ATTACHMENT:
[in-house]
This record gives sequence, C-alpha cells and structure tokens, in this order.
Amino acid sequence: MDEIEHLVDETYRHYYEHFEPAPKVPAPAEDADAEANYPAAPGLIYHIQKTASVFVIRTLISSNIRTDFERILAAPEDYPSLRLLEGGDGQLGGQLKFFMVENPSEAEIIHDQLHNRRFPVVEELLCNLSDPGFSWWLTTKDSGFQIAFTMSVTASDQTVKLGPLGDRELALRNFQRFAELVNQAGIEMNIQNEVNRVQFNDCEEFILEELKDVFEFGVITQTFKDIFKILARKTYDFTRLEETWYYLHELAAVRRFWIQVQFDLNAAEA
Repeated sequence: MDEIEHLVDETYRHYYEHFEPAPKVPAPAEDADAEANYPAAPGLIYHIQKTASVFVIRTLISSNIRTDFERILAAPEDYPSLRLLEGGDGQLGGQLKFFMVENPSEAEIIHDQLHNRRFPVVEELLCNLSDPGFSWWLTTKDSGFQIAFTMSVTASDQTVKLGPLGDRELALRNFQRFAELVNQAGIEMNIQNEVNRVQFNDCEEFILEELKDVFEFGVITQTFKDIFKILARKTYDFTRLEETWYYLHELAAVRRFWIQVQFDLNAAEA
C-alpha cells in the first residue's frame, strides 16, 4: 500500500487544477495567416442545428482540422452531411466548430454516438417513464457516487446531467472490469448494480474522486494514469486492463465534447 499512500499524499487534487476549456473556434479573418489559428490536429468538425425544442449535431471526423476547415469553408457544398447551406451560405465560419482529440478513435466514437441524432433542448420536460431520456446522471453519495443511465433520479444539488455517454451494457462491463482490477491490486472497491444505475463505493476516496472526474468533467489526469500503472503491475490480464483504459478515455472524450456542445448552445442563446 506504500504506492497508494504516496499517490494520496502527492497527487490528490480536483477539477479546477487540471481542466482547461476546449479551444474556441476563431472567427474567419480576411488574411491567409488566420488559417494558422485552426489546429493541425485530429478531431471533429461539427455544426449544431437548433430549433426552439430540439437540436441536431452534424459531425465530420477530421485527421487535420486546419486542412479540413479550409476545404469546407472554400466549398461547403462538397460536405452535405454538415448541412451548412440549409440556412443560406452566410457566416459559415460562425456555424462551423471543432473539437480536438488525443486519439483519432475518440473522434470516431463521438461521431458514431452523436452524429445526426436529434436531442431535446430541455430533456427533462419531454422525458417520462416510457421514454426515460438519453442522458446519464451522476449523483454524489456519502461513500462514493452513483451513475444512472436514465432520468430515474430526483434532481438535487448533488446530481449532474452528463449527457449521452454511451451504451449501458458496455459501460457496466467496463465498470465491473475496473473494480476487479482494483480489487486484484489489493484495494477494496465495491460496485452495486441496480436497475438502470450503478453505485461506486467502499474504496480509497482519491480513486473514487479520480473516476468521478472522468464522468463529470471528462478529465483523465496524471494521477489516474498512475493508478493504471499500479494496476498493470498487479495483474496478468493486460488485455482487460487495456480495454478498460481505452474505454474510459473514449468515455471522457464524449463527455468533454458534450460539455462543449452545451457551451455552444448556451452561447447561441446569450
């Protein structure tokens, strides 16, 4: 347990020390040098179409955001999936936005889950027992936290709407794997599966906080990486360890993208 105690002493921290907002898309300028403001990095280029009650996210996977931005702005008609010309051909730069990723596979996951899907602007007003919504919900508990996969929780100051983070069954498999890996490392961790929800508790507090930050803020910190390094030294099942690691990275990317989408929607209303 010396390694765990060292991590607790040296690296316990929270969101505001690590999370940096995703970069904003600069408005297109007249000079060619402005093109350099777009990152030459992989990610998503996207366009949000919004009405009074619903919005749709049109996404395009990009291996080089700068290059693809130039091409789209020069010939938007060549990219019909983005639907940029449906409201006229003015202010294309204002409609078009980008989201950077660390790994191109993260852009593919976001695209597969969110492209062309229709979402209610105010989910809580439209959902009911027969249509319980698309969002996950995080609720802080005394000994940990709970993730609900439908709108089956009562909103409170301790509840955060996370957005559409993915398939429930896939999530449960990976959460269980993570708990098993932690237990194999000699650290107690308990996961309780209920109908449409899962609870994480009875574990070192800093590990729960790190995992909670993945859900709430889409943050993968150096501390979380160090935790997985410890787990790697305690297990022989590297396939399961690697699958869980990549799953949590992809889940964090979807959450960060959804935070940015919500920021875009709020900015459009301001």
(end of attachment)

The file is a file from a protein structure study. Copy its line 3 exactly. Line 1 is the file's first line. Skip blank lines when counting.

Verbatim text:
Amino acid sequence: MDEIEHLVDETYRHYYEHFEPAPKVPAPAEDADAEANYPAAPGLIYHIQKTASVFVIRTLISSNIRTDFERILAAPEDYPSLRLLEGGDGQLGGQLKFFMVENPSEAEIIHDQLHNRRFPVVEELLCNLSDPGFSWWLTTKDSGFQIAFTMSVTASDQTVKLGPLGDRELALRNFQRFAELVNQAGIEMNIQNEVNRVQFNDCEEFILEELKDVFEFGVITQTFKDIFKILARKTYDFTRLEETWYYLHELAAVRRFWIQVQFDLNAAEA